Parallel-out shift register mux’d with uC

The parallel-out shift register is one of many ICs that can be used to multiplex one side of the matrix we are scanning. The basic concept is to save microcontroller pins by multiplexing the columns of your matrix. So, rather than just having the microcontroller activate a single column, data is clocked out through a shift register to activate the correct column. In this way, a very large number of columns can be addressed with only 2 or 3 microcontroller pins. An example of this is shown below.

shift-out mux

Figure 1 – Example parallel-out shift register mux schematic.

A parallel-out shift register takes the bit at its input, and moves it to the first output when a clock pulse is provided. With each clock pulse, all of the outputs are shifted over by one, until they finally exit. The 74HC164 or 74HC595, as well as others, can be used to perform this task. The ’164 is a little less expensive as it does not have output latches like the ’595. The output latches are not critical, and consume another microcontroller pin to operate. They allow you to present the data at the output of the shift register only after all the data has been clocked in. The ’595 is often used with LEDs, where a slight flicker might be seen if the data is clocked out slowly and not latched into place.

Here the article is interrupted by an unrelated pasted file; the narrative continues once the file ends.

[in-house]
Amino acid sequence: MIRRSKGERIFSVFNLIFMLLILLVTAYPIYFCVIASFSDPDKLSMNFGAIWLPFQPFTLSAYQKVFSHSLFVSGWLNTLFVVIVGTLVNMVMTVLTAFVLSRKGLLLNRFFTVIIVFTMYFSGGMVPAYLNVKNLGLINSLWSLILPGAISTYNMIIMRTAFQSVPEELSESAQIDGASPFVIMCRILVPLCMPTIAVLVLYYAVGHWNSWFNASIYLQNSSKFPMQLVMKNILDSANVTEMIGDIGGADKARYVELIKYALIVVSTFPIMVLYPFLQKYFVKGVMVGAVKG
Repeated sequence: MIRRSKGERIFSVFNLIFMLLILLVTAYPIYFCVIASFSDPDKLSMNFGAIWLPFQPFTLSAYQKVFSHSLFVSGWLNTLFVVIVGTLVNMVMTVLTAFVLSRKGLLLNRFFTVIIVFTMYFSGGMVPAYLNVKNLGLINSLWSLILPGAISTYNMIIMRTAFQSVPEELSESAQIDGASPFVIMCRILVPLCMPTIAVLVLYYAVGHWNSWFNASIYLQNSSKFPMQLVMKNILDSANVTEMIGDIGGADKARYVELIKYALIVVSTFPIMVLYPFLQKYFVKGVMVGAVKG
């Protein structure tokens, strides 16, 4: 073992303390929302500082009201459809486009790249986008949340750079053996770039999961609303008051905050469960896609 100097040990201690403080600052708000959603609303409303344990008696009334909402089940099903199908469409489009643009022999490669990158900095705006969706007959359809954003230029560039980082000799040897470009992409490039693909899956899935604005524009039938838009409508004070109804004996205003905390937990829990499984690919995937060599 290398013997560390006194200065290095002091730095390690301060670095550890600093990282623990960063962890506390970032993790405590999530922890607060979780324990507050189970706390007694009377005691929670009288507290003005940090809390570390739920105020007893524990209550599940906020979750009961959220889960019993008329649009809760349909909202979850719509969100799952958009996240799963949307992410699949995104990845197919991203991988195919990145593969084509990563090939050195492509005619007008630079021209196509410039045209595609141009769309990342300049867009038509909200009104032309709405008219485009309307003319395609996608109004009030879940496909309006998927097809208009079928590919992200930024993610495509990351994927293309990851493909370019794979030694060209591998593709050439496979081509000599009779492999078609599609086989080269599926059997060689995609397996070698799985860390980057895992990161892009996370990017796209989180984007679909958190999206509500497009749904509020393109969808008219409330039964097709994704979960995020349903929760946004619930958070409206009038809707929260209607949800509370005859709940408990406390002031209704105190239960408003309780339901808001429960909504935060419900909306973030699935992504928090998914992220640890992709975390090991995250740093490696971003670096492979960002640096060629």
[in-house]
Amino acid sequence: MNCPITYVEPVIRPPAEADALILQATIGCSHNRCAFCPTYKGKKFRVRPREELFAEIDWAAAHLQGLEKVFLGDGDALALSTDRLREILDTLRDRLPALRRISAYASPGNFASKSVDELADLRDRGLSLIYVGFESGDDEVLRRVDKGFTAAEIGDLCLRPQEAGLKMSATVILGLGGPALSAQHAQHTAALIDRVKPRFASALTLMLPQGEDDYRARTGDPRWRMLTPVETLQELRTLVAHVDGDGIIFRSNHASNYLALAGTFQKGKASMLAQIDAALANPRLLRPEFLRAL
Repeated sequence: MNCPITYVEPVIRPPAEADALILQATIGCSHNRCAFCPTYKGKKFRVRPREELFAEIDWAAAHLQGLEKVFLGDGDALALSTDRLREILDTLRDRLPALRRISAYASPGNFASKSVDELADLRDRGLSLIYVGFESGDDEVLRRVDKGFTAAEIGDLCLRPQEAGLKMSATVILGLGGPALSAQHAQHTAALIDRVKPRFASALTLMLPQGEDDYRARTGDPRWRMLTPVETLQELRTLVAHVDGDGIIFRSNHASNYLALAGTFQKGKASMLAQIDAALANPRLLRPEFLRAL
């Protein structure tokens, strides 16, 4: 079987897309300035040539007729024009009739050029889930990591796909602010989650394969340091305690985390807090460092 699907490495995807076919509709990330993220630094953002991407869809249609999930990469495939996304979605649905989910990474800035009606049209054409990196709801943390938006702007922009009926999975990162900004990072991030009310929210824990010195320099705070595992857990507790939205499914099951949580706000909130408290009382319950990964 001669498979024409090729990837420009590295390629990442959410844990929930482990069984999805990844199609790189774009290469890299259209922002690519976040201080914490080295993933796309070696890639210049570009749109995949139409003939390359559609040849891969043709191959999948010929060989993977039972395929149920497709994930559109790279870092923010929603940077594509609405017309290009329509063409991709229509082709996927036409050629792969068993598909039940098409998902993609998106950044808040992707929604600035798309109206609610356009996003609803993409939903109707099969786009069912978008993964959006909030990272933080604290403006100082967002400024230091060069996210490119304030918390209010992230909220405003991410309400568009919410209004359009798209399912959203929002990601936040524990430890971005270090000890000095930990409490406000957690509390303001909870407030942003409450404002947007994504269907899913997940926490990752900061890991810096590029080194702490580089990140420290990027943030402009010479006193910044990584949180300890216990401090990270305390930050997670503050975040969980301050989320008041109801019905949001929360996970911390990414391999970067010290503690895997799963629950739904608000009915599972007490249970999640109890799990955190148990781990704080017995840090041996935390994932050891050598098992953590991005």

Of the 3 partially mux’d matrix options (parallel-in, parallel-out, and 3 to 8), the parallel-out has the most advantages. First off, it consumes the least microcontroller lines (2 in comparison to the other’s 3), and it can scale to many more switches using only those 2 lines. Secondly, it’s faster to read than the parallel-in version, as all 8 bits do not need to be serially clocked in for every column, as they do with the parallel-in shift register. Additionally, you need only clock the active line over to the next column with the parallel-out shift register, and then read all the mux rows in at once. The 3 to 8 can be slightly faster than this, but not by much.

Other advantages include the ability to have switches trigger interrupts. In fact, any switch can trigger an interrupt if you set all of the parallel-out lines active – an option not available with either of the two other methods. Finally, the data is easy to read on the input, and minimal code is required.

The only disadvantage of this method is that it requires an extra IC. But, this can not be avoided in some cases due to microcontroller pin limitations, and this is often the best alternative.